Replace 1.1 event adapters to build better apps

Sophisticated event adapters can replace JDK 1.1's adapters, improving your applications

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This is a lot of work, and it scales poorly due to the cutting-and-pasting necessary for each AWT GUI component. Third party components must be subclassed too, which adds even more work. It will often be simpler to require a JDK 1.1 environment instead of trying to make this work under JDK 1.0.

Conclusion

The standard adapter classes provided by the JDK are simple, but do not provide the functionality required by even moderately sophisticated Java applications; they allow for too many silent failures, provide no help in keeping the GUI responsive, and do not allow an application's exception-handling policy to be easily changed.

In contrast, this article's sophisticated adapter classes, which address the shortcomings of the JDK 1.1's adapters, can help produce more robust and responsive applications. Nevertheless, the presented adapter classes are not the correct solution for all applications. Each application development team must decide whether these classes provide not enough functionality, enough, or too much. Someone still has to think.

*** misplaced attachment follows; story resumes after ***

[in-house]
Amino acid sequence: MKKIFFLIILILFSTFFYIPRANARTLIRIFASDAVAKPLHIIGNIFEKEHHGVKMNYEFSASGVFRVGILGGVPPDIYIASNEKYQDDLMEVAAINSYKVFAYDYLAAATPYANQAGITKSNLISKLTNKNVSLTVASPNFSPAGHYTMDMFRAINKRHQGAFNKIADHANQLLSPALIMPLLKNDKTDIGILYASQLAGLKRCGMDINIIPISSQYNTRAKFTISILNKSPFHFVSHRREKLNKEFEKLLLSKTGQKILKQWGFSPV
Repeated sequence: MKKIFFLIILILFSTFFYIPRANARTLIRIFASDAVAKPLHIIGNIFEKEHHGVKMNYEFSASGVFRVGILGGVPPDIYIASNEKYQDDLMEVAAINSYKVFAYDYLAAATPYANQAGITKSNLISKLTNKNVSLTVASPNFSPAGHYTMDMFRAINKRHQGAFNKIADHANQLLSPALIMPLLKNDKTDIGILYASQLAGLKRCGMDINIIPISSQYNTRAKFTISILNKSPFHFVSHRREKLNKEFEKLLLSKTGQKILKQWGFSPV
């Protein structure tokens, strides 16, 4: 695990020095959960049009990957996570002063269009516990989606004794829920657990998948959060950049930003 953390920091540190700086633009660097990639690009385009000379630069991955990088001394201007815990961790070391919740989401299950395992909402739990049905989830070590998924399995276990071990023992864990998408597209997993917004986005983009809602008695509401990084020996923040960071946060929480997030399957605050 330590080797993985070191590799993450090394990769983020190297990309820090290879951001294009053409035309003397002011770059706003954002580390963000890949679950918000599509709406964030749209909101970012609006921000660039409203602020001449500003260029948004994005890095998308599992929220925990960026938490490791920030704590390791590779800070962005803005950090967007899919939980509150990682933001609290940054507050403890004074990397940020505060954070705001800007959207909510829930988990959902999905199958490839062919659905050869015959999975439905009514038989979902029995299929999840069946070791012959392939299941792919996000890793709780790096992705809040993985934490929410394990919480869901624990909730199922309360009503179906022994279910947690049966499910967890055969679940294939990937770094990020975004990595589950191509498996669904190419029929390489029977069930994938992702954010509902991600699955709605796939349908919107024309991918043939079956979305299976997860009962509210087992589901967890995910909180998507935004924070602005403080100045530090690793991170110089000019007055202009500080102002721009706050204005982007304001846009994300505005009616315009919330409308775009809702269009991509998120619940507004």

Mark is JavaWorld's Java Tip technical coordinator. He has been programming professionally since 1989 and has been using Java since the alpha-3 release. He works full time at KLA-Tencor and is part of a team building a huge, distributed, parallel, multicomputer application for image processing (among other things) that is written almost entirely in Java.

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